'Growing Up Trans' On Frontline Shows The Importance Of Supporting Transgender People At Every Age

By now most of the world knows Caitlyn Jenner’s story. But, there’s a big difference between transitioning at age 65 and doing so as a child. That’s what Frontline’s Growing Up Trans highlighted on Tuesday: The struggles transgender children face. As one of the doctors on the show pointed out, it's relatively new territory for the medical field dealing with this issue in prepubescent children, instead of just in adults.

Though transgender people have likely existed for as long as people have existed, increased awareness has made it possible for even young children and their parents to feel comfortable asking questions and beginning treatment. These children growing up are shaping the treatment methods and shaping the landscape for acceptance. Even 10 years ago, not a lot of cisgender people knew or understood what being transgender meant. There is still a lot of hate in the world, but the tide is changing, and support comes through learning more about the issues.

That’s why Frontline’s special was so important. It told the story through a lens not often seen. Society now knows Laverne Cox, Caitlyn Jenner, and other stories of adults' experiences as trans men and women. But, there are countless children out there struggling with their gender identity, and the world for them is very different. These kids are facing puberty, which is especially difficult for transgender kids, as their bodies are starting to develop into fully formed versions of the biological sex with which they don't identify. Then there are years like middle school and high school to face. Those are tough years for any kid, let alone someone dealing with the issues these children are.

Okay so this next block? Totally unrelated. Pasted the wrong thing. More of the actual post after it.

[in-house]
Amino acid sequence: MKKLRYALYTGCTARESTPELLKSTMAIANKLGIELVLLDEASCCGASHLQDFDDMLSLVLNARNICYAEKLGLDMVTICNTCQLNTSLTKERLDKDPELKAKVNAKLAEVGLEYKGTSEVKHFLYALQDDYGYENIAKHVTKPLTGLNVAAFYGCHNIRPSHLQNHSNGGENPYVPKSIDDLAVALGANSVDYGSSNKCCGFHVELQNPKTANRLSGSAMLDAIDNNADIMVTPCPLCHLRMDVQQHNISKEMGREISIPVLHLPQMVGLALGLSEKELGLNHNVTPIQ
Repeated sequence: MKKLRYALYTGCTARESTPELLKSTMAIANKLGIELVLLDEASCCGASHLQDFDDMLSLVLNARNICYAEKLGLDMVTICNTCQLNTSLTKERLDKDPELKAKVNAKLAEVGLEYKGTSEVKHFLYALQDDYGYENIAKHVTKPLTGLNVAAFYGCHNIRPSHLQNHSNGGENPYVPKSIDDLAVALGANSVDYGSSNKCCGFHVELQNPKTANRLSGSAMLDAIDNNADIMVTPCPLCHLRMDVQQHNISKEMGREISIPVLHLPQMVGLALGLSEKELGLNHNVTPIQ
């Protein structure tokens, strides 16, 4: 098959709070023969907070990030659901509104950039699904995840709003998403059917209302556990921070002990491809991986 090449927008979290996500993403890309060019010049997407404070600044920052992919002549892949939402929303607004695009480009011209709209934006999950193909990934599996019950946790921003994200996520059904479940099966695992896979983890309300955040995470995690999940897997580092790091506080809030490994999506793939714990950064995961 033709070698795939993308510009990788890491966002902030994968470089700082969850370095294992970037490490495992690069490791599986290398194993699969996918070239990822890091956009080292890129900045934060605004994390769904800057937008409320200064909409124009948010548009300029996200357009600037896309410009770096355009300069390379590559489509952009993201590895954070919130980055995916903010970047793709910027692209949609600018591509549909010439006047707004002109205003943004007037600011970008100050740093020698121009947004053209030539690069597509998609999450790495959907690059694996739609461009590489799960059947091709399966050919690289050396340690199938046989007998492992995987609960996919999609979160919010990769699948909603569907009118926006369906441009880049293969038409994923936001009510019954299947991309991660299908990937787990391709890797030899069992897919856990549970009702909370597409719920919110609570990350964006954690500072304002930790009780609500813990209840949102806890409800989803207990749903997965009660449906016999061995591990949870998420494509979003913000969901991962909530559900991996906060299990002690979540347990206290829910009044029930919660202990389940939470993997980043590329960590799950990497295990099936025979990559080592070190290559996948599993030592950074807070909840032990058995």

Growing Up Trans highlighted several children of varying ages and let us in on their lives. Each story was so unique, but at the heart of them all was a desire to be accepted for who they are. Thirteen-year-old Ariel teared up remembering how her grandmother wrote down the names she was going by on her calendar so she would remember what to call her. “It just made me think she cares about me so much … that she writes on her calendar who I am each day,” she said.

Then there was 13-year-old Alex whose friends call him “it,” but he goes along with it because he was struggling to not lose any more people in his life. “I don’t really like it, but I can handle it. I have a minimum amount of friends, so I want to keep the friends I have,” he said.

It’s honestly heartbreaking to hear these kids get excited over the prospect of simply developing an adam’s apple, or buying a bra. These are people who just want to be themselves and be loved. Of course, not all of their parents were accepting. Some parents Frontline interviewed said they were concerned about the medications, which not only cost thousands of dollars, but haven't been researched heavily for the effects on children. That’s totally valid, and I think increased research in these areas is really important so everyone is fully informed of the affects. Still, though, other parents said they were were having a hard time letting go of the idea of the gender their children were assigned at birth. “I feel like I’ve been robbed; my daughter’s gone,” said one father.

If nothing else, Growing Up Trans really showed the difference between generations when it comes to understanding transgender people. But, for every parent that was wary, the special delivered another who stood by their transgender child. The only way this topic is going to be understood, or at the very least be accepted, is from increased awareness. As Kim Kardashian said, it’s not that we need to understand — to truly get what these people are going through without experiencing it ourselves is nearly impossible — but we can support them and strive to help them be happy.

Shows like Growing Up Trans are instrumental in showing that every transgender person has a different story, but at the end of the day they just want to be loved for who they are. And, so, we at least owe them our love and respect.

Image: Frontline/PBS